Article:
GPS and radio signals face disruption as solar storm to make ‘direct hit’ on Earth

·2-min read
Scientists have warned Britain needs to prepare for a solar superstorm
Scientists have warned Britain needs to prepare for a solar superstorm

A solar storm is predicted to strike the Earth today with the potential for GPS and radio signals to be distorted.

The impact of a “snake-like filament” will be a “direct hit” that could disrupt signals and be visible in some regions of the planet on Tuesday, July 19, NASA predicts.

SpaceWeather physicist Dr Tamitha Skov says we should “expect signal disruptions on Earth’s nightside”, The Independent reported.

What’s more, a “minor” G1-class storm could hit later this week, originating from a coronal mass ejection (a release of plasma and magnetic energy) released by the sun last week by an unstable filament of magnetism.

These eruptions are capable of releasing 100,000 times more energy than all the power plants on Earth generate throughout a year, reported Wales Online.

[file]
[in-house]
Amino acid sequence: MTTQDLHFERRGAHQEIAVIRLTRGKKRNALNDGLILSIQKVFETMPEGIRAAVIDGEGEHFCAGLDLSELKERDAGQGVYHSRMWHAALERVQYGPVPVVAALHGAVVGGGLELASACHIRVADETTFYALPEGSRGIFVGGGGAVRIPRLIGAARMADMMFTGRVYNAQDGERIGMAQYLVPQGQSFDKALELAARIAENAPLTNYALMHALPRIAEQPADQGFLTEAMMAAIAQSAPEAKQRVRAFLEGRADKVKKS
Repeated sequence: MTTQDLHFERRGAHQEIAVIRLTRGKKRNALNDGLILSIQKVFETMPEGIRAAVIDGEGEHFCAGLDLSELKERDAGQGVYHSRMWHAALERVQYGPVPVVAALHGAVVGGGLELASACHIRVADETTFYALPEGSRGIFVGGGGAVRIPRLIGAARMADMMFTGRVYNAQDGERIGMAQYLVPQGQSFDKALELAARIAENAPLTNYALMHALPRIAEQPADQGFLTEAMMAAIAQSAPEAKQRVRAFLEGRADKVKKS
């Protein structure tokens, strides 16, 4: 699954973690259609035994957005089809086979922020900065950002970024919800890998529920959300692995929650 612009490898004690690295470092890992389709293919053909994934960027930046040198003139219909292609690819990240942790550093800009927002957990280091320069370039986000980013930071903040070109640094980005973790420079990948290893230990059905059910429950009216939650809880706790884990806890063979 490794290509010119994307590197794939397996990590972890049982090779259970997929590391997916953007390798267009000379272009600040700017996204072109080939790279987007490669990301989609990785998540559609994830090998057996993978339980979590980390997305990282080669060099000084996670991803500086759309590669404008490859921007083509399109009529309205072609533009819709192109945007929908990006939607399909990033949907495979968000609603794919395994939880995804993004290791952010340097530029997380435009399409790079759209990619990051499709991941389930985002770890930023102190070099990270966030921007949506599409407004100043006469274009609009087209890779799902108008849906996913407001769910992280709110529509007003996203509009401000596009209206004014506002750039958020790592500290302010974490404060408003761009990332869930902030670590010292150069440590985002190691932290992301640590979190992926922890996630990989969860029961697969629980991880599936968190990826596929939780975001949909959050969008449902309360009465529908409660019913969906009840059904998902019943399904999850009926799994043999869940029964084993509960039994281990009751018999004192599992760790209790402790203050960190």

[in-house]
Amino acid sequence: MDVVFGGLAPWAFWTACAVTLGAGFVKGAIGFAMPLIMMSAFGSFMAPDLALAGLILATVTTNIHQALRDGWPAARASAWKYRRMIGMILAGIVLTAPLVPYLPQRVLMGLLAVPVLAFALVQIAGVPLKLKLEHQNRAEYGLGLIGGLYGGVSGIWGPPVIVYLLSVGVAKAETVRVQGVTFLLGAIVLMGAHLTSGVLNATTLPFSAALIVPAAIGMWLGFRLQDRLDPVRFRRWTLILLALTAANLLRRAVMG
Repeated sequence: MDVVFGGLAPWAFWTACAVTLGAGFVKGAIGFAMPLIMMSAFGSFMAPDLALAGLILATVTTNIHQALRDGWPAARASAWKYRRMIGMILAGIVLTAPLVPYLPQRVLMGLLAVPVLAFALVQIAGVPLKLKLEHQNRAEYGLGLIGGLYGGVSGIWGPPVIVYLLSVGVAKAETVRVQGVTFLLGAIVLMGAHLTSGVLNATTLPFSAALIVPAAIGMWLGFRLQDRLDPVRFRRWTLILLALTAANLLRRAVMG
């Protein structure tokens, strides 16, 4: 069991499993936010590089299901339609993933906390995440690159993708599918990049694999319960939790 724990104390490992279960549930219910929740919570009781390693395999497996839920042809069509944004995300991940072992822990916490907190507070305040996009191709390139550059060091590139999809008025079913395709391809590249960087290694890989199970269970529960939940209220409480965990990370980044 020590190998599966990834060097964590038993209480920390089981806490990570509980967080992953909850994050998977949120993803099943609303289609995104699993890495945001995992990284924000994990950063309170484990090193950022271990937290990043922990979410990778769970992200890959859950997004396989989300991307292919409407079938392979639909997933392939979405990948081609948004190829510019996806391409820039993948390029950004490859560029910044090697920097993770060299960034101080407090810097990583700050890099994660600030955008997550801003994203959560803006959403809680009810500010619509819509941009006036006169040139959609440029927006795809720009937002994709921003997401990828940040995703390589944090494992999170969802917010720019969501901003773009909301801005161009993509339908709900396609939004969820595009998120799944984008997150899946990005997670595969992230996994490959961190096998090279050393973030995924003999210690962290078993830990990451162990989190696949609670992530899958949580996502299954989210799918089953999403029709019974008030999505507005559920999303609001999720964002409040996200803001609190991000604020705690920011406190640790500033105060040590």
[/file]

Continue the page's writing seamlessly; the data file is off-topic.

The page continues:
These storms come as the sun is in the active phase of its 11 year-long solar cycle, with incidents like these expected to increase in frequency.

Over the weekend, an enormous structure of plasma and magnetic field known as a “prominence” broke away from the sun.

Dr Sebastian Voltmer, who captured an image of it, told SpaceWeather: “The sheer size of the prominence is impressive. It was spectacular to see a very fast moving part of it ejecting and detaching to the side.”

Research suggests that satellites have been dropping out of their orbits due to increased solar wind activity and smaller craft, known as CubeSats, have been destroyed completely.

The decrease in altitude for these satellites is 10 times faster than it has been in the past.

Potent solar storms can have serious effects on human activities.

Some research suggests that satellites have been dropping out of their orbits due to increased solar wind activity and smaller craft, known as CubeSats, have been destroyed completely. The decrease in altitude for these satellites is 10 times faster than it has been in the past, at a cost of tens of millions of dollars.

Scientists may have a way of predicting these storms, using the maximal growth rate of sunspot activity as a precursor to how powerful the cycle might be, and this could aid protecting vulnerable infrastructure such as power grids, communication equipment, and the internet.

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